It's all down to that middle-crass dream of 'living in the country' in excusive rabbit hutches knocked out by ever-greedy developers - like recently happened when sleepy Yarnton got catapulted into near-town proportions. Some years ago, friends bought and restored their own dream cottage out in the sticks, only to realise that while it had a lovely pub and lots of cows, the shop and garage had closed by the time their dream was finished (both shop and garage closing because of he effect of a new supermarket nearby) and saw the village school also closed due to 'rationalisation' plans. Nor did they have a local doctor, and the bus only passed twice day - mainly to take the kids to the new area school. Possibly why so many see living on a massive, mainly council housing estate such as Blackbird Leys as an option - with a bus every four minutes, beats the heck out of two buses per day, and none at weekends! Myron Blatz
  • Score: -4

8:39am Sat 8 Sep 12

Lord Palmerstone says...

@lordpetermcvey wrote:
I find it strange that when the GREEN AREAS that became K.B. and S/Moor were covered with a thousand houses there were not all these NIMBYS complaining then. So it is a case of MY HOUSE was built on GREEN LAND years ago and I'M alright Jack, but YOU can't have a house on GREEN LAND because GREEN LAND shouldn't be built on. What such caring people live it those two villages. It makes one warm to the cockles of ones heart to know that people still want their own little world instead of opening up and allowing other people a place to live. Ah well either a few houses now, or a 20 storey tower block in 20 years time. What do they prefer.
You really do have to stop banging on about nimbys. Most people are able to understand that even if they live already in a heavily concreted part of South East England their lives are not going to be improved by more concreting. The debate is not about some daftness like nimbys -v-"working class"(which, sadly, because it had great strengths, barely exists any more) but "have we reached saturation point?". I would invite all those who answer "no" to get on a pushbike and circle Oxford on the ring road for the next fortnight and see if they still think that.I would invite all those who say "yes" to consider the part played in that by uncontrolled immigration 97-10 and the expansion of the EU to the old Soviet Union and to think what fun we're all going to have when Turkey joins,i.e Syria,Iran,Iraq,Geor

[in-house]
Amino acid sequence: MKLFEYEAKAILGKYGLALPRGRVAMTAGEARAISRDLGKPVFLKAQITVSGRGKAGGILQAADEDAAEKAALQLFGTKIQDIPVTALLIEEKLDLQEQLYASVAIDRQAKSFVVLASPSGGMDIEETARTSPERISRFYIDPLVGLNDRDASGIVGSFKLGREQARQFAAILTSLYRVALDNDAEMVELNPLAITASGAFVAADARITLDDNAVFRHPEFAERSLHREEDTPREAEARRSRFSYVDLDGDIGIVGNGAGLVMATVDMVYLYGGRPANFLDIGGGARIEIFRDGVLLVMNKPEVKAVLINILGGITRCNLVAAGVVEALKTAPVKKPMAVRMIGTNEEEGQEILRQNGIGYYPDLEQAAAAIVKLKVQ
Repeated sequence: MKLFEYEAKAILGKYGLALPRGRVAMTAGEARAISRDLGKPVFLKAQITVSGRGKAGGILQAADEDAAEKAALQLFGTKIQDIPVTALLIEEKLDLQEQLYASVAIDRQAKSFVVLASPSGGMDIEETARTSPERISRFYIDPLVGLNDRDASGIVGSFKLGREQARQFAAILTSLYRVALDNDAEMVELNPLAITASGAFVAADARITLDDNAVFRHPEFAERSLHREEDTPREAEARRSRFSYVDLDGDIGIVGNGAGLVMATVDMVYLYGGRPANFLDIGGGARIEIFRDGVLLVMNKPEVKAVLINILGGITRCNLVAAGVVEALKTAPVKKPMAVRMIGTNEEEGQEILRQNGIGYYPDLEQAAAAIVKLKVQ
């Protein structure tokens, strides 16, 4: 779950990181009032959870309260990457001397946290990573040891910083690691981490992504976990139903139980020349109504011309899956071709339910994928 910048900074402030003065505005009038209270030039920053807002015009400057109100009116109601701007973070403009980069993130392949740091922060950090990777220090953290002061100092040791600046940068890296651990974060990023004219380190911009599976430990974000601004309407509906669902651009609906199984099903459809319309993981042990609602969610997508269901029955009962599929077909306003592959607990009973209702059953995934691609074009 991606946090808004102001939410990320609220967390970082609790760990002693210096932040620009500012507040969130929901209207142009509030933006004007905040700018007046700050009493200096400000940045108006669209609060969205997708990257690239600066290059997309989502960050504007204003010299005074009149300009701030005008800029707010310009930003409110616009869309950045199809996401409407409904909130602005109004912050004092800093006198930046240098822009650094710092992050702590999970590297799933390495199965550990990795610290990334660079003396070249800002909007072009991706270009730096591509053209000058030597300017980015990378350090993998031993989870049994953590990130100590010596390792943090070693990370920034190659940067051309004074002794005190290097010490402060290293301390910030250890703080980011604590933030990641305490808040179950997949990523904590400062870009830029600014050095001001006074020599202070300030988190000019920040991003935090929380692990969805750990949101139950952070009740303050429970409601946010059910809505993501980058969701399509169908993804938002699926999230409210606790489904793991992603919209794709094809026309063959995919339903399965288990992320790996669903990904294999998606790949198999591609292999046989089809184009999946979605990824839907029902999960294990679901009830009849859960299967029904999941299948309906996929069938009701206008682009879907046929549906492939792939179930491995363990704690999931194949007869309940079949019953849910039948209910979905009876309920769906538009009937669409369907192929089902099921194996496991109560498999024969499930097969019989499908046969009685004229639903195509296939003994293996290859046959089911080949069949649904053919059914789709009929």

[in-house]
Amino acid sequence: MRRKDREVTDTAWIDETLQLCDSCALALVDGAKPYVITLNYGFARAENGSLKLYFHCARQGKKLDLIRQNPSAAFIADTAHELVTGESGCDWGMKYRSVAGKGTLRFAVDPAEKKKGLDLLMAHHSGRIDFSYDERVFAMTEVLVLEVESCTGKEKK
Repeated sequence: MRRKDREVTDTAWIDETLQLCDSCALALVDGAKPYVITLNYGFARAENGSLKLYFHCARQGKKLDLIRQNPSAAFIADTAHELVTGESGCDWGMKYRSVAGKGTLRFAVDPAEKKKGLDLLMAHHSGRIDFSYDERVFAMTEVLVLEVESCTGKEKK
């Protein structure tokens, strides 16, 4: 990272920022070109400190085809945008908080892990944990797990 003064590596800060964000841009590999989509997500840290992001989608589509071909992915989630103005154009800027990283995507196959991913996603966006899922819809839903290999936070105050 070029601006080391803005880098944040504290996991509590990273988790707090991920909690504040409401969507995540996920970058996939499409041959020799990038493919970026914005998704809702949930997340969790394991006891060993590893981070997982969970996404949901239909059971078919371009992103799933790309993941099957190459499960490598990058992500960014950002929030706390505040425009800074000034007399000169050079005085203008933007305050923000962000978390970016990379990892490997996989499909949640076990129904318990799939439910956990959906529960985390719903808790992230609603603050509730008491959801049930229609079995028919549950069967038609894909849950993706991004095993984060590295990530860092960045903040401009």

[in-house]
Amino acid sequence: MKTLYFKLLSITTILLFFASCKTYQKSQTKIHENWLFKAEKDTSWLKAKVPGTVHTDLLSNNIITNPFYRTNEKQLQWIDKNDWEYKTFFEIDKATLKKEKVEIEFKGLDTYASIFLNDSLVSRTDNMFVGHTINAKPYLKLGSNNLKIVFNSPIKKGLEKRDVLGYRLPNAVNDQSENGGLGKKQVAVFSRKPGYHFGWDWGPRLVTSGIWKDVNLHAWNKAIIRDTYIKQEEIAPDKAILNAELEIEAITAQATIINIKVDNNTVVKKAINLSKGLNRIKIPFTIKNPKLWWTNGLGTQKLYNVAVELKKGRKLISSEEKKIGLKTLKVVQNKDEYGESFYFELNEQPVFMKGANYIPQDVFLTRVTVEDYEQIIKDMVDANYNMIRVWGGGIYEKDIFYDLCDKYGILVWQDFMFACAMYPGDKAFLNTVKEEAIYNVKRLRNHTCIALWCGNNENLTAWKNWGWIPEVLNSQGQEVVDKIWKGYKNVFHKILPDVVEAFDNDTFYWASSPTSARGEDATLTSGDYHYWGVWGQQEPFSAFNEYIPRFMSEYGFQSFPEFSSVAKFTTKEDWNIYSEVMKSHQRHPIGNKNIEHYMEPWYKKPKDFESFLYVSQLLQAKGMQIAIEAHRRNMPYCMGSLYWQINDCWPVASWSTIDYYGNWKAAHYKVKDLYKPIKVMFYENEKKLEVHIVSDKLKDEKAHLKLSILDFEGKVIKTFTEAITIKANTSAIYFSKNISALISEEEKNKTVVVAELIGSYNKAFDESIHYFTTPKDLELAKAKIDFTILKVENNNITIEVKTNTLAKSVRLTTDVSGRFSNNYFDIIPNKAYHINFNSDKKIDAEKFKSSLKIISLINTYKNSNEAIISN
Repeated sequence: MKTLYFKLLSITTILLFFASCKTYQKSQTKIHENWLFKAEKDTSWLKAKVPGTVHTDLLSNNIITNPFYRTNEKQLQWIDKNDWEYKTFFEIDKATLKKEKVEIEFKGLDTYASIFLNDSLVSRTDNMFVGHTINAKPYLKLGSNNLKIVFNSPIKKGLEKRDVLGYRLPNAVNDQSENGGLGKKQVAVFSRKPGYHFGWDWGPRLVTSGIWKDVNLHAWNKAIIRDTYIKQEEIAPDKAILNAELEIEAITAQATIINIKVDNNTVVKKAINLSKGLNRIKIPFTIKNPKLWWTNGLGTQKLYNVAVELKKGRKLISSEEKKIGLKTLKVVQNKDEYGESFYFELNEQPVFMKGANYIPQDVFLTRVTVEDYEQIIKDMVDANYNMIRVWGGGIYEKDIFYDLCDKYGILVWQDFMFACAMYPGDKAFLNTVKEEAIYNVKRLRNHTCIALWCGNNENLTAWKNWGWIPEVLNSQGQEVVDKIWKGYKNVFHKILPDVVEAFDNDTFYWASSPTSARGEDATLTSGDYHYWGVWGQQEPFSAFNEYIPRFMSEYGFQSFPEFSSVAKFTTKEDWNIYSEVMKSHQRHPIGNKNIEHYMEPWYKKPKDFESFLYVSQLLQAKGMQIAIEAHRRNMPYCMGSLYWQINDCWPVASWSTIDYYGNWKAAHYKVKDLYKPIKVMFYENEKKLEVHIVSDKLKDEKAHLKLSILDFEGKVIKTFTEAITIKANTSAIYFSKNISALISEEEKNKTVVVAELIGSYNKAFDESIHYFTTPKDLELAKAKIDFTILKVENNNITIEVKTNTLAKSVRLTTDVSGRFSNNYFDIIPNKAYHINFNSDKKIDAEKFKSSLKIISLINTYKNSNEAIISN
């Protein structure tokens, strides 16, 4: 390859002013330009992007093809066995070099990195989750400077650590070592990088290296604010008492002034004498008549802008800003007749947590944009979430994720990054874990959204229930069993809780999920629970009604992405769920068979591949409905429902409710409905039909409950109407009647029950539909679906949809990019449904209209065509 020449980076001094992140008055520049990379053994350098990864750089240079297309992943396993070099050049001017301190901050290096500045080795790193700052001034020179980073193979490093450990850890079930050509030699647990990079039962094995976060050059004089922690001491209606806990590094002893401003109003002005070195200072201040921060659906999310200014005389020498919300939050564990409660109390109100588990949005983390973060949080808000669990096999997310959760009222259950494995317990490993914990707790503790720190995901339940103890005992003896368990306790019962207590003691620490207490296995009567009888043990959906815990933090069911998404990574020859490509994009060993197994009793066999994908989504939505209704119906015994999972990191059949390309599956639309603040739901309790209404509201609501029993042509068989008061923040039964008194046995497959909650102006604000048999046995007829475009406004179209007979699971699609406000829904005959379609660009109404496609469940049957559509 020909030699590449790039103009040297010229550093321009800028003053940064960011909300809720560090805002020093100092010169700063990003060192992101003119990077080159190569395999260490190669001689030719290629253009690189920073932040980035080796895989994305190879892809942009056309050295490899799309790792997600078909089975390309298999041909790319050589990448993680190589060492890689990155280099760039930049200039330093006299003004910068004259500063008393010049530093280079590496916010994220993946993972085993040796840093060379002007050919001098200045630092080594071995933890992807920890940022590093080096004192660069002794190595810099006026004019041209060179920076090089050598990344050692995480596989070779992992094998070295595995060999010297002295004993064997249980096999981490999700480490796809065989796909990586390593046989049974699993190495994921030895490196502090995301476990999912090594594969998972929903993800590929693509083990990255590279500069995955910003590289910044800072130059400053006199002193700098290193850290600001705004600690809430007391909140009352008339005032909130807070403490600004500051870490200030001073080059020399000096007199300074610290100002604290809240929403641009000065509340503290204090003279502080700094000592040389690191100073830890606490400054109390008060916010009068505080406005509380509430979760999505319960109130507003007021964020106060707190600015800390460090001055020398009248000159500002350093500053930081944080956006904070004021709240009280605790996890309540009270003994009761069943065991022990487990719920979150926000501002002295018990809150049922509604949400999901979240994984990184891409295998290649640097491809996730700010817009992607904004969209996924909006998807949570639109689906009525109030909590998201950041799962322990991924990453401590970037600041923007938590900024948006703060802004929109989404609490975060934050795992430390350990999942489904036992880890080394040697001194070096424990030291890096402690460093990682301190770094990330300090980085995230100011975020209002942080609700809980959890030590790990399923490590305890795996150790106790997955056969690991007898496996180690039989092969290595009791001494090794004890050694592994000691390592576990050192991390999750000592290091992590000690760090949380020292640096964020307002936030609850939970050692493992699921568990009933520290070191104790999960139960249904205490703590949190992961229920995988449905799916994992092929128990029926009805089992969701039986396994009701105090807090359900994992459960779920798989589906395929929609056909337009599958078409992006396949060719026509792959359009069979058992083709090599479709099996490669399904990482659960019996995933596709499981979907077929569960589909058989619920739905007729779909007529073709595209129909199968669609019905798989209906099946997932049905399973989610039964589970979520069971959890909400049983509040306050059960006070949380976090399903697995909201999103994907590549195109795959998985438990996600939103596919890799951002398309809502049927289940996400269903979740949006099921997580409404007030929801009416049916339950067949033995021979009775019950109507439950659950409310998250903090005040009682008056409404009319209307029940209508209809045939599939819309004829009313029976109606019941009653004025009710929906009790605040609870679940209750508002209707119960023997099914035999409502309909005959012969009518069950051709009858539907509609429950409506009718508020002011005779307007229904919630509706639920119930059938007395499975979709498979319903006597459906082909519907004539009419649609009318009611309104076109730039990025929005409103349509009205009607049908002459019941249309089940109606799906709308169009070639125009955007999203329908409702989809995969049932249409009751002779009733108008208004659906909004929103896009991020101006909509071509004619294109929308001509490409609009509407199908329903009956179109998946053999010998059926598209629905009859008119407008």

gia-for the Turkish border is porous. When will the madness stop?
[quote][p][bold]@lordpetermcvey[/bold] wrote: I find it strange that when the GREEN AREAS that became K.B. and S/Moor were covered with a thousand houses there were not all these NIMBYS complaining then. So it is a case of MY HOUSE was built on GREEN LAND years ago and I'M alright Jack, but YOU can't have a house on GREEN LAND because GREEN LAND shouldn't be built on. What such caring people live it those two villages. It makes one warm to the cockles of ones heart to know that people still want their own little world instead of opening up and allowing other people a place to live. Ah well either a few houses now, or a 20 storey tower block in 20 years time. What do they prefer.[/p][/quote]You really do have to stop banging on about nimbys. Most people are able to understand that even if they live already in a heavily concreted part of South East England their lives are not going to be improved by more concreting. The debate is not about some daftness like nimbys -v-"working class"(which, sadly, because it had great strengths, barely exists any more) but "have we reached saturation point?". I would invite all those who answer "no" to get on a pushbike and circle Oxford on the ring road for the next fortnight and see if they still think that.I would invite all those who say "yes" to consider the part played in that by uncontrolled immigration 97-10 and the expansion of the EU to the old Soviet Union and to think what fun we're all going to have when Turkey joins,i.e Syria,Iran,Iraq,Geor gia-for the Turkish border is porous. When will the madness stop? Lord Palmerstone
  • Score: 0